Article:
VLOOKUP is very common, popular and widely used function in Excel and Google Sheets. But the majority of users complain that VLOOKUP is not working correctly or giving incorrect results. This is because of some limitations with the VLOOKUP function, and sometimes users also do not carefully follow its rules and syntax. Here, we are going to discuss some of the common errors and reasons why VLOOKUP does not work.
Common VLOOKUP Errors
In this article, we are going to discuss VLOOKUP errors, like #NA, #VALUE, #REF, and VLOOKUP returning incorrect results. Now you are going to see the reasons for these errors and their solutions.
VLOOKUP #NA error
When VLOOKUP formula cannot find a match, then this error displays, meaning “not available.” But it is always not correct that the lookup value is actually not available. There could be some reasons why VLOOKUP returns this error.
- Extra Spaces in Lookup Value. This is one of the most common reasons behind the #NA error in VLOOKUP. In big data set it is very hard to identify these leading or trailing spaces in lookup values that cause the VLOOKUP function to not find the match and return #NA error.
To kill these extra spaces, you need to wrap the Lookup_value argument in the VLOOKUP formula with the TRIM function to ensure correct working of the function, such as;
- Typo mistake in Lookup_Value. If you wrongly enter the value in the lookup_value argument of VLOOKUP function, then it generates the #NA error. So you must enter the lookup value correctly in the lookup_value argument.
- Numeric values are formatted as Text. If numeric values are formatted as text in a table_array argument of VLOOKUP function, then it comes up with the #NA error.
To fix this error, you must check and properly format the numeric values as “Number.”
- Lookup Value not in First column of table array. As per rule lookup value must be in the first (leftmost) column of a table_array argument of the VLOOKUP function. If lookup value is not present in the first column of a table_array, then VLOOKUP generates #NA error.
To fix this error, you must arrange your columns correctly and then select your table_array in VLOOKUP function.
- In case of Approximate Match typeIn case of approximate match type (TRUE), your VLOOKUP function generates #NA error if your lookup value is smaller than the smallest value available in the first column of table_array.
VLOOKUP #VALUE error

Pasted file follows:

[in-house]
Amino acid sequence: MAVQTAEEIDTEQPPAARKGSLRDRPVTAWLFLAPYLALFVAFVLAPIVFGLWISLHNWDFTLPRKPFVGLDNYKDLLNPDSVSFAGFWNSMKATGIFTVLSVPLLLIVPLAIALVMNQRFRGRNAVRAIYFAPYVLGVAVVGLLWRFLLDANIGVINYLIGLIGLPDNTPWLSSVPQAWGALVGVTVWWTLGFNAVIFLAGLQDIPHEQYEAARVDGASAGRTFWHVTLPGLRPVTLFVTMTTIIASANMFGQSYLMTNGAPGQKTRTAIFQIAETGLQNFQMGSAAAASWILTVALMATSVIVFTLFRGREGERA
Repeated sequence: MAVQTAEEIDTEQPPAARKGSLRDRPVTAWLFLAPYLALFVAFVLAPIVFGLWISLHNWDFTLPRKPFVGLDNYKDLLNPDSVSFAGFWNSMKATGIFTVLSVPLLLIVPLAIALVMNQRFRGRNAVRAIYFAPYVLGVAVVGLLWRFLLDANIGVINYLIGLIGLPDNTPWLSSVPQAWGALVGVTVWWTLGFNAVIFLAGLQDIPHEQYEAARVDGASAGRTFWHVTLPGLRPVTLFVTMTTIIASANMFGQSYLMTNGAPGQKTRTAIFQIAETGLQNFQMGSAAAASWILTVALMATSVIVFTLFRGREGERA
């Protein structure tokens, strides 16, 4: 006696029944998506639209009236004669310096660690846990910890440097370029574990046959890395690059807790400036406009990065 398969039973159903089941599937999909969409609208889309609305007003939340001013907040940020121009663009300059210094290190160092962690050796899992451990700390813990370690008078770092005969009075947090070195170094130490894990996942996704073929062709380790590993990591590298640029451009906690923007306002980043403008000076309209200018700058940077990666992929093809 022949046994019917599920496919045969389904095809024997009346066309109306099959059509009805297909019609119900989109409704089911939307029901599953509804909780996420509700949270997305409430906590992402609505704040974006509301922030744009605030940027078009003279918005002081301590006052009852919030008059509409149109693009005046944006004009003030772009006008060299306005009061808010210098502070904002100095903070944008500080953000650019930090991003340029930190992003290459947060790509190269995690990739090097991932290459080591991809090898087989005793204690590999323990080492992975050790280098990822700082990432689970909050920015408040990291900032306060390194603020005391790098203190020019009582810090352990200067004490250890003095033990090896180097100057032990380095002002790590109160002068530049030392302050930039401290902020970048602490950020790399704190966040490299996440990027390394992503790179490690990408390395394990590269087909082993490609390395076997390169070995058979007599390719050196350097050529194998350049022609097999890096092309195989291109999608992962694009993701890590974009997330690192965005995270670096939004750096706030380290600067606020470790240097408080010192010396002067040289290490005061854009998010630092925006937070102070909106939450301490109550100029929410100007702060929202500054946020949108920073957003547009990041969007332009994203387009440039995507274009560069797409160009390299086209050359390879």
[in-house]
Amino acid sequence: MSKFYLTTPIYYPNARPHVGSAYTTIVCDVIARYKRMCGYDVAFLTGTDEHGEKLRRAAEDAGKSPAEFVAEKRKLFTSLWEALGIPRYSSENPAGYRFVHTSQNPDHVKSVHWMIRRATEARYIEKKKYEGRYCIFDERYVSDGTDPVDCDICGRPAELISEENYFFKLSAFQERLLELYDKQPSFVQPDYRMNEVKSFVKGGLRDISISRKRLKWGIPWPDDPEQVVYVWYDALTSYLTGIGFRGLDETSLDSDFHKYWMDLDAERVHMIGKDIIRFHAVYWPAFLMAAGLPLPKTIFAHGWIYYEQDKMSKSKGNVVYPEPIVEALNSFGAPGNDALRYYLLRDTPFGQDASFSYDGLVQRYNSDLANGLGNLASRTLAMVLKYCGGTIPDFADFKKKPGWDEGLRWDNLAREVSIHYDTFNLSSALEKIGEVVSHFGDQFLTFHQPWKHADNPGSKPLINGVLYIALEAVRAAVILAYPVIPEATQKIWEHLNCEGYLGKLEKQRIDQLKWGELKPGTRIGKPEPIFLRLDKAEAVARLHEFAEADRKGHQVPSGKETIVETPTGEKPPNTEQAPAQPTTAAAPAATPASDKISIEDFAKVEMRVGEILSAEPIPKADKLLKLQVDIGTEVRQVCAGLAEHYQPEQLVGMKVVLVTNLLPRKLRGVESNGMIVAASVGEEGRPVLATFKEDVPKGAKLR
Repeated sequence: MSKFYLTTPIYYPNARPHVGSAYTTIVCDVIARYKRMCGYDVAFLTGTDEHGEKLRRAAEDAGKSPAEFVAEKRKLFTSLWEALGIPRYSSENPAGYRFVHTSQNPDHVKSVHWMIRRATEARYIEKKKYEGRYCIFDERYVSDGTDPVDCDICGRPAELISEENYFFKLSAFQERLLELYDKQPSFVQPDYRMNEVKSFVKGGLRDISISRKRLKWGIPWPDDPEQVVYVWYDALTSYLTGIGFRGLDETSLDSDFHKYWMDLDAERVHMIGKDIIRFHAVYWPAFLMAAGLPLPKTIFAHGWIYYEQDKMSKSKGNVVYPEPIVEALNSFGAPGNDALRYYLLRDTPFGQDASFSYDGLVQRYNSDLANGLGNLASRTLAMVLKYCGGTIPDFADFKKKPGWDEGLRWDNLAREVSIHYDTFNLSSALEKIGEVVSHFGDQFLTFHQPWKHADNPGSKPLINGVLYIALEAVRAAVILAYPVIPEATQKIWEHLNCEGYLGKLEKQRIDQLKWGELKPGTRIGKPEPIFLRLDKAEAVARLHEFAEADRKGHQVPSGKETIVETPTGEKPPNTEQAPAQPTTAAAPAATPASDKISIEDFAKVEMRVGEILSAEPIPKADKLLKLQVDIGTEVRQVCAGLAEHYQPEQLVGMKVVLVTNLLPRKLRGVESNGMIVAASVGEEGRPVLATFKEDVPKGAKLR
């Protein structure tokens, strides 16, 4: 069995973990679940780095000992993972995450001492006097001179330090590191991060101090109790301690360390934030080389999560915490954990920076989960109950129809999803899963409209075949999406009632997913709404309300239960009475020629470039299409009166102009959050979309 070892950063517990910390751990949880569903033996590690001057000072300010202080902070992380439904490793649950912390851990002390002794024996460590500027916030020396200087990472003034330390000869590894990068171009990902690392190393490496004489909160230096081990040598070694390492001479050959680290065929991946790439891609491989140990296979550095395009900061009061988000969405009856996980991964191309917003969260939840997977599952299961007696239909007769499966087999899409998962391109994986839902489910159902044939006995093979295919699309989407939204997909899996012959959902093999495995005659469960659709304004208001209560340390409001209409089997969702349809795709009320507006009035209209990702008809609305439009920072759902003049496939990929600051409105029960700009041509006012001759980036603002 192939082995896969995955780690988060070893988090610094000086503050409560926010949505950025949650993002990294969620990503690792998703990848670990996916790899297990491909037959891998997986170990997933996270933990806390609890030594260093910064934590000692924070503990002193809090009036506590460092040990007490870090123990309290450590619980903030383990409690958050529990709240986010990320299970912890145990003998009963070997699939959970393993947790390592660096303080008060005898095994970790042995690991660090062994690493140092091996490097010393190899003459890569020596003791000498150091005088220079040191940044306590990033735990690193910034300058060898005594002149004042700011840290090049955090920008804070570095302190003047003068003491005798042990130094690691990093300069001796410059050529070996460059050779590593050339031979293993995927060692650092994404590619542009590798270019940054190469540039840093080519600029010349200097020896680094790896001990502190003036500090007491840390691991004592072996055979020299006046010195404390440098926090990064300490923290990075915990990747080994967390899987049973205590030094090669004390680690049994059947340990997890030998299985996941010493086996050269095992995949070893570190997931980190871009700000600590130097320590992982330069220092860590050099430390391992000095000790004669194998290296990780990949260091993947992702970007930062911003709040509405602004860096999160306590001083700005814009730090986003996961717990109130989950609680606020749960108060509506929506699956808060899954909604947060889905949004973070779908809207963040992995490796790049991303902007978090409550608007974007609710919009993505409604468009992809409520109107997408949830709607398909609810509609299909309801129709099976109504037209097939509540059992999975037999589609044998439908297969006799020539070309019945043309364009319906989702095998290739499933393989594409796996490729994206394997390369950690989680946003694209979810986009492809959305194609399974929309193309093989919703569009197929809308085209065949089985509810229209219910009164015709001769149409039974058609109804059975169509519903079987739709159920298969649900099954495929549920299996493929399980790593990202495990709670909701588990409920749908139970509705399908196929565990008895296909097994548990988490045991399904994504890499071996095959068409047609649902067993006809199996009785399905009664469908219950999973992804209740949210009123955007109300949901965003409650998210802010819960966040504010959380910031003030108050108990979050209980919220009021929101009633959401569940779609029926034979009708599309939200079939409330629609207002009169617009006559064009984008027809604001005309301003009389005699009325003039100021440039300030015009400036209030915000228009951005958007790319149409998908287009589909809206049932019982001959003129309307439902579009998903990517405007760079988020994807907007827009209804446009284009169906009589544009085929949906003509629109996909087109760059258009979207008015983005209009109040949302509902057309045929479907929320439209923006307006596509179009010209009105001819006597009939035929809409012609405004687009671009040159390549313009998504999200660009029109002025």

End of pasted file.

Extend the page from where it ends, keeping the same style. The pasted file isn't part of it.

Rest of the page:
Generally, if you enter wrong data type in the formula in Excel, then formula generates #Value error. But in the case of VLOOKUP function, there are following three reasons that should look into.
- Index_number less than 1. If you enter index_number argument less than 1 in VLOOKUP function, then it returns a #VALUE error. So you must check index_number argument if VLOOKUP argument returns this error.
- Workbook path is incorrect or incomplete: When you supply the table_array from another workbook in VLOOKUP and path of that workbook is incomplete then VLOOKUP returns a #VALUE error. So you need to follow its following syntax to provide it fully.
=VLOOKUP(lookup_value, '[workbook name]sheet name'!table_array, col_index_num, FALSE)
If anything in the path format is missing, VLOOKUP formula returns a #VALUE error, unless the lookup workbook is currently open.
- Lookup value characters length. VLOOKUP supports a maximum of 255 characters length of a lookup value argument. If lookup value character length exceeds this limit in VLOOKUP, then formula returns a #VALUE error.
Either you can reduce the character length of the lookup value to the maximum limit of 255 characters in the VLOOKUP function or you should use INDEX, MATCH formula instead of the VLOOKUP function in the following pattern;
=INDEX (returing_range,MATCH(TRUE,INDEX(lookup_range = lookup_value,0),0))
VLOOKUP #REF error
If the index_number argument of VLOOKUP is greater than the number of columns in table_array, then the VLOOKUP function returns a #REF error. So you need to check and rectify the index_number supplied in function.
VLOOKUP returning incorrect results
If you omit to supply match type in a range_lookup argument of VLOOKUP then by default it searches for approximate match values, if it does not find exact match value. And if table_array is not sorted in ascending order by the first column, then VLOOKUP returns incorrect results.
You must always supply a relevant match type in a range_lookup argument of VLOOKUP as TRUE or FALSE. And in case of approximate match type (TRUE), you must always sort your table_array in ascending order by the first column of your table_array.
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Are you still looking for help with the VLOOKUP function? View our comprehensive round-up of VLOOKUP function tutorials here.